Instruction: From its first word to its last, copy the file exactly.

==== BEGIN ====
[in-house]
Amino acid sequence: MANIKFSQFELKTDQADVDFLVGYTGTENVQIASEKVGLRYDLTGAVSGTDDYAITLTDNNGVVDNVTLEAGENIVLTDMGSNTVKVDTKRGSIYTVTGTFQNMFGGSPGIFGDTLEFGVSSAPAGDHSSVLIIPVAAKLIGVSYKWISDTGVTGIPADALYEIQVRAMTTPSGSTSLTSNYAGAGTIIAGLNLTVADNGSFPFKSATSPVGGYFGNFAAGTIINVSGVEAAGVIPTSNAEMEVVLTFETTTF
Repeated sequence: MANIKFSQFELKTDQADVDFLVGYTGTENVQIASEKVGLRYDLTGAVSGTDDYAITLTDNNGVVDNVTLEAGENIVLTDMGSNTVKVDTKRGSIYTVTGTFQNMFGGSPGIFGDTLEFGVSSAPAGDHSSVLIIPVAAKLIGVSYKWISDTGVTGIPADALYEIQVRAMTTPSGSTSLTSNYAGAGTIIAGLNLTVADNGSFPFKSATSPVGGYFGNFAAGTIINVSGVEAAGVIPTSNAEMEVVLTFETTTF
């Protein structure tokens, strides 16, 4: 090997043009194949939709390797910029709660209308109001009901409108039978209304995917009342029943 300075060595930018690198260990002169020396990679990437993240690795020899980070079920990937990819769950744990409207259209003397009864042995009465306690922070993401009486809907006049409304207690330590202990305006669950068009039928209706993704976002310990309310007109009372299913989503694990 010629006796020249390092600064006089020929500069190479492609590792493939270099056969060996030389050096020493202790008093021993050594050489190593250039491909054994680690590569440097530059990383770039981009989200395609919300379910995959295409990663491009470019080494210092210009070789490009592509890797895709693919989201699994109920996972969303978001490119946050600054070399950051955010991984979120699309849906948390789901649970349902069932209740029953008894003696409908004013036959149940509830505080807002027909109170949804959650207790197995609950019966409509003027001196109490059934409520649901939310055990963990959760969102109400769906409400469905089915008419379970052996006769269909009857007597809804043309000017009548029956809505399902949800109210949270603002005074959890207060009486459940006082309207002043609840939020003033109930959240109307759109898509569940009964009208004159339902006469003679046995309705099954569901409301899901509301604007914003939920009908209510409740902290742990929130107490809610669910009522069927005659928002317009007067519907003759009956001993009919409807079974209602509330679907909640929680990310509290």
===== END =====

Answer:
[in-house]
Amino acid sequence: MANIKFSQFELKTDQADVDFLVGYTGTENVQIASEKVGLRYDLTGAVSGTDDYAITLTDNNGVVDNVTLEAGENIVLTDMGSNTVKVDTKRGSIYTVTGTFQNMFGGSPGIFGDTLEFGVSSAPAGDHSSVLIIPVAAKLIGVSYKWISDTGVTGIPADALYEIQVRAMTTPSGSTSLTSNYAGAGTIIAGLNLTVADNGSFPFKSATSPVGGYFGNFAAGTIINVSGVEAAGVIPTSNAEMEVVLTFETTTF
Repeated sequence: MANIKFSQFELKTDQADVDFLVGYTGTENVQIASEKVGLRYDLTGAVSGTDDYAITLTDNNGVVDNVTLEAGENIVLTDMGSNTVKVDTKRGSIYTVTGTFQNMFGGSPGIFGDTLEFGVSSAPAGDHSSVLIIPVAAKLIGVSYKWISDTGVTGIPADALYEIQVRAMTTPSGSTSLTSNYAGAGTIIAGLNLTVADNGSFPFKSATSPVGGYFGNFAAGTIINVSGVEAAGVIPTSNAEMEVVLTFETTTF
């Protein structure tokens, strides 16, 4: 090997043009194949939709390797910029709660209308109001009901409108039978209304995917009342029943 300075060595930018690198260990002169020396990679990437993240690795020899980070079920990937990819769950744990409207259209003397009864042995009465306690922070993401009486809907006049409304207690330590202990305006669950068009039928209706993704976002310990309310007109009372299913989503694990 010629006796020249390092600064006089020929500069190479492609590792493939270099056969060996030389050096020493202790008093021993050594050489190593250039491909054994680690590569440097530059990383770039981009989200395609919300379910995959295409990663491009470019080494210092210009070789490009592509890797895709693919989201699994109920996972969303978001490119946050600054070399950051955010991984979120699309849906948390789901649970349902069932209740029953008894003696409908004013036959149940509830505080807002027909109170949804959650207790197995609950019966409509003027001196109490059934409520649901939310055990963990959760969102109400769906409400469905089915008419379970052996006769269909009857007597809804043309000017009548029956809505399902949800109210949270603002005074959890207060009486459940006082309207002043609840939020003033109930959240109307759109898509569940009964009208004159339902006469003679046995309705099954569901409301899901509301604007914003939920009908209510409740902290742990929130107490809610669910009522069927005659928002317009007067519907003759009956001993009919409807079974209602509330679907909640929680990310509290």